Experience What It’s Like to Live With Poor Vision in a Classroom
Every parent wants to help their child succeed in school, and regular pediatric eye exams are a great way to start the school year right!
Approximately 80% of all classroom learning is conveyed visually. An undetected visual problem therefore raises your child’s risk of learning difficulties or developmental delays.
The eye doctor at Northside Family Eye Care, will provide your children of all ages with comprehensive eye exams. In our Northeast Houston, office, we’ll check the entire range of your kid’s visual skills. Eye mobility, eye-hand coordination, near vision, eye teaming, peripheral sight and far vision will be evaluated.
Our warm, experienced eye doctor, Dr. Martha Ortega Diaz, will meet with you and your child at the start of your visit. She will want to hear all about your child’s case history, including information about any eye diseases in the family and current medications or allergies. She’ll listen to any worries you may have about your child’s eyesight and answer all of your questions. The particular tests and procedures performed during a pediatric eye evaluation depend upon the age and developmental stage of your child. With a gentle manner, Dr. Martha Ortega Diaz will ensure that your child’s eye exam is a comfortable, pleasant experience in our Northeast Houston office.
Dr. Martha Ortega Diaz, the doctor at Northside Family Eye Care will also want to know about previous ocular diagnoses and treatments involving your child, such as possible surgeries and glasses or contact lens wear. Be sure you inform her if there is a family history of eye problems requiring vision correction, such as nearsightedness or farsightedness, misaligned eyes (strabismus) or amblyopia (“lazy eye”).
Read on for more info about our eye exams for kids:
Scheduling pediatric eye exams
The American Optometric Association (AOA) recommends that babies have their first comprehensive eye exam performed at 6 months of age. The next exam should be done at 3 years old, and then again before starting school at age 5-6. If no vision correction is prescribed, then it’s advised to bring your child back about every two years throughout school years. Yet if your kid requires eyeglasses or contact lenses to see clearly, then experts strongly recommend annual pediatric eye exams.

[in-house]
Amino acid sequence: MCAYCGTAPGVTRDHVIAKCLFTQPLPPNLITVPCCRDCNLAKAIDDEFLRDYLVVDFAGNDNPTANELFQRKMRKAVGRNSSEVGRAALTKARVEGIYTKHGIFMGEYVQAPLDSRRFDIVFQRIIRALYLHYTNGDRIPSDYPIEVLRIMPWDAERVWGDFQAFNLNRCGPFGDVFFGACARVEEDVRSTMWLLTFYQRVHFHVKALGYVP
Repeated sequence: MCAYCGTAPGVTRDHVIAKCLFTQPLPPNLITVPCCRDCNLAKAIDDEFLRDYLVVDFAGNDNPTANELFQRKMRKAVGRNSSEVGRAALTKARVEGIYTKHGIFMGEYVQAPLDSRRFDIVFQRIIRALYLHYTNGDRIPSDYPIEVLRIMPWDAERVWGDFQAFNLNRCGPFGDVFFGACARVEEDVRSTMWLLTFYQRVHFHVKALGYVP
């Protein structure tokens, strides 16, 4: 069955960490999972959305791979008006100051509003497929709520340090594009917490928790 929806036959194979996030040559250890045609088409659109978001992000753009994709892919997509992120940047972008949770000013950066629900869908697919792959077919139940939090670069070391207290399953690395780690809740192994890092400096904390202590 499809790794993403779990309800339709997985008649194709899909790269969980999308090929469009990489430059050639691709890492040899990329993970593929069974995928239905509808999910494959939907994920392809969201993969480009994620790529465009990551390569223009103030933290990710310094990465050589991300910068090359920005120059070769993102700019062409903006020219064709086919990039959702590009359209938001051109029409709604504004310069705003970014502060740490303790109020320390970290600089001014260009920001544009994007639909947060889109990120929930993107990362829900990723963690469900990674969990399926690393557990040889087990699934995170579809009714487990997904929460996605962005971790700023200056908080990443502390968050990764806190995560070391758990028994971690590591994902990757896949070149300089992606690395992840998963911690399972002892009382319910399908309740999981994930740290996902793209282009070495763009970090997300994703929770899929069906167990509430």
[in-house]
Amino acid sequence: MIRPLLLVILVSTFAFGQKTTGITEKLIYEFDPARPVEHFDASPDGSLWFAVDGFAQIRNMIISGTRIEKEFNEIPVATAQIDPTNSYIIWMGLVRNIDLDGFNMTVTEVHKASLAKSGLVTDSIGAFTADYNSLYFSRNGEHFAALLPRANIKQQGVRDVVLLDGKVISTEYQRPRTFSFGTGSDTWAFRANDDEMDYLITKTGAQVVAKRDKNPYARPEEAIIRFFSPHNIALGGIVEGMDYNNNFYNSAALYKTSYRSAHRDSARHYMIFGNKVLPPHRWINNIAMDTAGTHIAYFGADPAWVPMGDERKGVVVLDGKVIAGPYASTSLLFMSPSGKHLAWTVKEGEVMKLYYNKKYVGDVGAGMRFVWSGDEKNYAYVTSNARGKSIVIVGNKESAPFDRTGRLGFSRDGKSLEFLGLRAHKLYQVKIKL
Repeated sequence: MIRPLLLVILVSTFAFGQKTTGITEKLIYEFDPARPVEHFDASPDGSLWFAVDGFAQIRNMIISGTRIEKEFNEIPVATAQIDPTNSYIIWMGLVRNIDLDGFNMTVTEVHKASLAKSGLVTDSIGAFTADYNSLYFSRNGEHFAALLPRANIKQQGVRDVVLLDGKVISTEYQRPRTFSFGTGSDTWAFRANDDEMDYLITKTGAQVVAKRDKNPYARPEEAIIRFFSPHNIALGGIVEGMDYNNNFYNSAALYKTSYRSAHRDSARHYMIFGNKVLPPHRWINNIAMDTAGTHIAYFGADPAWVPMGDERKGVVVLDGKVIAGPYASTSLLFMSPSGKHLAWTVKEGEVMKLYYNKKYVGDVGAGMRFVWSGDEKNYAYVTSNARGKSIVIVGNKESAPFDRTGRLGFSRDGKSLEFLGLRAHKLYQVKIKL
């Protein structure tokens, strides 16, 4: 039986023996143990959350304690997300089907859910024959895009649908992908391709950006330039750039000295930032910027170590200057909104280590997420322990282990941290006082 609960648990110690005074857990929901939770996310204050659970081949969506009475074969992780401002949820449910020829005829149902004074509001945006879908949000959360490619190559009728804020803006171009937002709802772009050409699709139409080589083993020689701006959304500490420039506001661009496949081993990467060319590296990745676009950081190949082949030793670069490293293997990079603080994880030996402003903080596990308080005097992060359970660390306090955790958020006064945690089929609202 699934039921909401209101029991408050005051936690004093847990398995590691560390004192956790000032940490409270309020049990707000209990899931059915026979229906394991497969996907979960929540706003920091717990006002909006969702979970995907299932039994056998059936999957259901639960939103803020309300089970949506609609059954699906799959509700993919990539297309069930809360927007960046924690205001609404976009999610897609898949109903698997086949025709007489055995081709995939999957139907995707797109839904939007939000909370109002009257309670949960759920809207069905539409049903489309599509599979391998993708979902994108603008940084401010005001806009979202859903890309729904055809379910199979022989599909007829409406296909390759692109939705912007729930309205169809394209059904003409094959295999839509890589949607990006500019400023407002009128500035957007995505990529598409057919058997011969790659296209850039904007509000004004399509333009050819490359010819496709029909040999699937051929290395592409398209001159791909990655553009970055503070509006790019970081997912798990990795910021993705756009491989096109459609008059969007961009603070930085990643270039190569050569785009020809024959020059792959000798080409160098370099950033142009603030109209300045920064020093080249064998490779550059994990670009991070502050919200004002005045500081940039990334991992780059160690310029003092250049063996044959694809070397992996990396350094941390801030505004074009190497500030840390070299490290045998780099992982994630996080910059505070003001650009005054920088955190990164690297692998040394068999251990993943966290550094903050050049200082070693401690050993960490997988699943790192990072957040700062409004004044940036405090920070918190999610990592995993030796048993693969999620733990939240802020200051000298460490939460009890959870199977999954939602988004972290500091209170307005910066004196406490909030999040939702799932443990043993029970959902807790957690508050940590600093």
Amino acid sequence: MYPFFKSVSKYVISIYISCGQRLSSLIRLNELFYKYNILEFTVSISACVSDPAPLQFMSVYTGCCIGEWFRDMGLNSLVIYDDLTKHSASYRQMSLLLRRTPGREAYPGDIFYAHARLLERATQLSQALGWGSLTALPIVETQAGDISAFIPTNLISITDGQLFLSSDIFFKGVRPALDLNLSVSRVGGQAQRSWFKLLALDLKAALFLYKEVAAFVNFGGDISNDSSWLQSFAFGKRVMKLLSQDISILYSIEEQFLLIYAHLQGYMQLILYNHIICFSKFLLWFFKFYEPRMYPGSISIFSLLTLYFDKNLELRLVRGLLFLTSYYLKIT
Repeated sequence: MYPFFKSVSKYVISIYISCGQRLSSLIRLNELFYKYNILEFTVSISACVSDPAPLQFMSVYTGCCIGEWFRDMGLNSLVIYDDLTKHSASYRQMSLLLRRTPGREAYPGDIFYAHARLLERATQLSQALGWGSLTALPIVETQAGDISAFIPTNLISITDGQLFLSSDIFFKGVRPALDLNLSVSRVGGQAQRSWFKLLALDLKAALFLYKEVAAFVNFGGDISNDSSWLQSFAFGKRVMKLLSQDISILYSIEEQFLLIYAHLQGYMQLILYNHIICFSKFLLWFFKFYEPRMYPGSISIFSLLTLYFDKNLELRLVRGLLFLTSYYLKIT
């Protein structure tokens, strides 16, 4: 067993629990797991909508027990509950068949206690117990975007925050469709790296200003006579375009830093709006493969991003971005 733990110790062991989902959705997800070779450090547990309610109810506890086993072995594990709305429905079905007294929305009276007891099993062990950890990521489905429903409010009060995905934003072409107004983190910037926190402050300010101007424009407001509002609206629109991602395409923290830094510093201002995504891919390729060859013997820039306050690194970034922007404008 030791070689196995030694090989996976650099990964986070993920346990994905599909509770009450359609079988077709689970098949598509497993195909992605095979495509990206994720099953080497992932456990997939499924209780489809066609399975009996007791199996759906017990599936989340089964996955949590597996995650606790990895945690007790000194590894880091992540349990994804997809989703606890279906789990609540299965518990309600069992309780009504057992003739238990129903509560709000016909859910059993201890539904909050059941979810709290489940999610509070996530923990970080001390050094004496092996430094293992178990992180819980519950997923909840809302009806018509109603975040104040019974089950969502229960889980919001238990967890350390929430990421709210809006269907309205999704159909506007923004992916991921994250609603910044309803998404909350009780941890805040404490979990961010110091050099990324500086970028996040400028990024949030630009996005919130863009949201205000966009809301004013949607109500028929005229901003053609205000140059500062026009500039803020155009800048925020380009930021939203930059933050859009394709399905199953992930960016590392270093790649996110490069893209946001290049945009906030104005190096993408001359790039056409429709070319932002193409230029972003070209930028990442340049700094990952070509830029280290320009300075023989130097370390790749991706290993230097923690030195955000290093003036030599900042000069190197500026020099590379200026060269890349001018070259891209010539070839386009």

These methods may be used to evaluate the healthy development of your baby’s visual system:
Fixate and Follow testing: generally developed by 3 months of age, this test assesses the ability to fixate on an image or object and follow its movement.
Pupil response tests: checks to make sure that pupils respond properly to light by opening and closing.
Preferential looking: specially printed cards are used to attract your infant’s attention and gaze.
If your child is shy around doctors or still hasn’t learned the ABC’s, our optometrist will utilize the following common tests:
Retinoscopy: we’ll shine a light into the eye and check how the retina reflects it.
LEA symbols: custom-designed pictures, such as a circle, square, apple and house, are used instead of standard letter and number charts. Dr. Martha Ortega Diaz will ask your child for feedback about which pictures are clearer.
Random dot stereopsis: dot patterns are used to evaluate eye teaming.
Visual acuity will be checked to determine whether your child has astigmatism, nearsightedness or farsightedness. If necessary, we’ll issue a prescription for vision correction. In addition to sharp eyesight, we’ll also assess eye alignment and eye health. Using a high powered lens, we’ll check the retina for any signs of abnormality or disease.
Computers and your child’s eyesight
Commonly diagnosed pediatric eye problems
The most typical diagnoses in children are refractive errors, such as nearsighted vision, farsighted vision and astigmatism. Amblyopia, also known as “lazy eye”, is another usual diagnosis that is often treated by patching the dominant eye. If strabismus is detected, eye exercises may be helpful, or surgery may be advised for more severe cases to correct an incorrect positioning of the eye muscles. Other conditions that our eye doctor, Dr. Martha Ortega Diaz, may detect include convergence insufficiency, binocularity/eye-teaming problems, and difficulty with accommodation (focusing between near and far).
After your kid’s eye exam, Dr. Ortega Diaz will discuss all of the test results with you and work together to decide the most suitable treatment or therapy.
Dr. Martha Ortega Diaz looks forward to checking your child’s eyes!
Contact Northside Family Eye Care now for an appointment in Northeast Houston, TX
For more information, or to speak with our optometrist about your child, please call our office at 713-742-5244 or use one of our online forms found here.